Centralized is not necessarily unscalable!Many people automatically associate centralized with unscalable, and distributed with scalable. And, this is getting ridiculous.
In the Spring semester, in my seminar class, a PhD student was pitching me a project for distributed storage: syncing from phone to work/home computers and other phones. The pitch started with the sentence "Dropbox is unscalable, because it is centralized". I was flabbergasted, and I asked a couple of times "Really? Do you actually claim that Dropbox is unscalable?". The student persisted and kept repeating that "Dropbox has a bottleneck because it is a centralized storage solution, and the distributed solution doesn't have that bottleneck". I couldn't believe my ears.
Dropbox already proved it is scalable: It serves files for more than 200 million users, who store 1 billion files every 24 hours. That it has a centralized architecture hosted in the cloud doesn't make it unscalable. As far as I can see there is no bottleneck caused by Dropbox having a more centralized architecture.
(For those who want to nitpick, I know Dropbox is not fully centralized; it uses AWS S3 for storage and Dropbox-company servers for metadata management. Also, it employs data parallelism in the backend for scalability, but, on the spectrum, it is closer to a centralized architecture than a fully decentralized one.)
Distributed is not necessarily scalable!
Some people when faced with a problem think, I know, I'll use distributed computing. Now they have N^2 problems. -- @jamesiryHere is the second part. Distributing a system does not necessarily make it scalable. In fact, a fully decentralized architecture can sometimes be a disadvantage for scaling.
Consider Lamport's mutual exclusion (ME) algorithm presented in his seminal "Time, Clocks, and the Ordering of Events in a Distributed System". This ME algorithm is fully decentralized, and requires O(N) messages to be exchanged in response to one ME request. The Lamport ME algorithm employs broadcasts to keep all the nodes informed of all updates and get them on the same (more or less) state.
Now consider a centralized algorithm for ME: there is a centralized coordinator; the nodes send their request to the coordinator, and the coordinator assigns ME accordingly. (For the literalist: You can still have causal ordering in the centralized algorithm. Just use VC when nodes communicate and include VC in the request messages.) The centralized ME algorithm is more scalable: only 1 message is exchanged in response to one ME request. It has less drama and it is easier to maintain and build over.
Single point of failure?
A distributed system is one in which the failure of a computer you didn't even know existed can render your own computer unusable. -- Leslie LamportA common reflex argument about centralized solutions is that it constitutes a single point of failure (SPOF). But if a distributed solution is not designed carefully, it will have multiple points of failures (MPOF). Which one would you rather have?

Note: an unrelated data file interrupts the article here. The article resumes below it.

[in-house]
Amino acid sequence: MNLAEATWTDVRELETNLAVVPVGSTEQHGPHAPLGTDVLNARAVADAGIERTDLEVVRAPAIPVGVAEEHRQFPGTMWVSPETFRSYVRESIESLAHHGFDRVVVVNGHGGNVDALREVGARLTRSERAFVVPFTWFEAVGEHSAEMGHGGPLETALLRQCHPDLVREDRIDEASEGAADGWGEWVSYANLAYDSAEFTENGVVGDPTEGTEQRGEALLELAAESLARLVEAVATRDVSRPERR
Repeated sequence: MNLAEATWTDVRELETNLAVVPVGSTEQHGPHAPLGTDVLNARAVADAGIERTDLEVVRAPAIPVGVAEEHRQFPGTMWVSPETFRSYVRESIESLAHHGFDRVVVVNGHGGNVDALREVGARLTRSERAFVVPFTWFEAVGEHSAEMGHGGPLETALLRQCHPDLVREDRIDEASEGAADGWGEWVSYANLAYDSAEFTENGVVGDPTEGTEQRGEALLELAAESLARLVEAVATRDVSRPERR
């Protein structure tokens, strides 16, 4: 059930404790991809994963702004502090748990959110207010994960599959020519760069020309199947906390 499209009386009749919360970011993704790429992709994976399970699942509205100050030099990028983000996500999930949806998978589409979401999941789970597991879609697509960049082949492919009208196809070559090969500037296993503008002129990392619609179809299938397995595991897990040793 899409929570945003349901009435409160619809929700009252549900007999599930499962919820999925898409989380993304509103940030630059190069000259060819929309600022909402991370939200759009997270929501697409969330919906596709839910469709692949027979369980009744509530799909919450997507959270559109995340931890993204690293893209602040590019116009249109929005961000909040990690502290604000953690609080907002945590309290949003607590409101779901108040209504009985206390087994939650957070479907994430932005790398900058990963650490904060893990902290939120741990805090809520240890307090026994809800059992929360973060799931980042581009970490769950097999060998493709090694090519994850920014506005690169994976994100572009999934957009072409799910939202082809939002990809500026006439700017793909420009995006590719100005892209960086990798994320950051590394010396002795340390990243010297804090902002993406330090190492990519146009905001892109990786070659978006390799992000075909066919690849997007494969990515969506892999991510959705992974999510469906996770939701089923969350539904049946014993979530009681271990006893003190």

Let's reconsider the Lamport ME and the centralized ME algorithms. The distributed algorithm does not offer any fault-tolerance advantages. Both algorithms are prone to getting stuck with one crash failure.
In fact, we can argue that it is easier to design fault-tolerance to a centralized solution: You can employ Paxos to replicate the centralized server. In contrast, it is often much harder to design and add fault-tolerance to a distributed system. Since a distributed system is complex, it is more prone to introduce corner cases that jeopardize fault-tolerance.
ConclusionDistributed is not necessarily more scalable than centralized;
And centralized is not necessarily a scalability bottleneck.
As a distributed systems professor, I wouldn't imagine myself defending centralized solutions. But there it is.
To avoid potential misunderstandings, I am not saying fully distributed/decentralized solutions are bad and to be avoided. There are advantages to decentralization, like latency reduction. And some conditions necessitate decentralization, like geographic/political/corporate isolation. We know in the real world it is a mix of centralized, up to where that is manageable and has reasonable cost, and some distributed architecture. This also depends very much on the application/task.
PS: Maybe we should do an XtraNormal animation movie about this "centralized unscalable and distributed scalable" mania. Any takers?
PS2: I thank @tedherman for improvements to the 1st draft.
PS3: Optimistic replication is a great survey of more decentralized replication protocols, their advantages, and challenges.
Bonus Section: Paxos is a relatively centralized approach to distributed consensusConsensus is usually not an all-hands-on process. That can be hard to scale. Consider our democratic system: It is pretty centralized; we only elect leaders to rule for us.
In the same sense, you can think of Paxos as the more centralized approach to distributed consensus and state machine replication. In Paxos, the participants do not interact with all other participants to decide the order of requests to be accepted, instead the leader dictates the order of requests and the participants just accept them. (A fully decentralized consensus algorithm would be like the synchronous rounds consensus algorithm where in every round each participant communicates with all other participants so that they can converge on the same state.)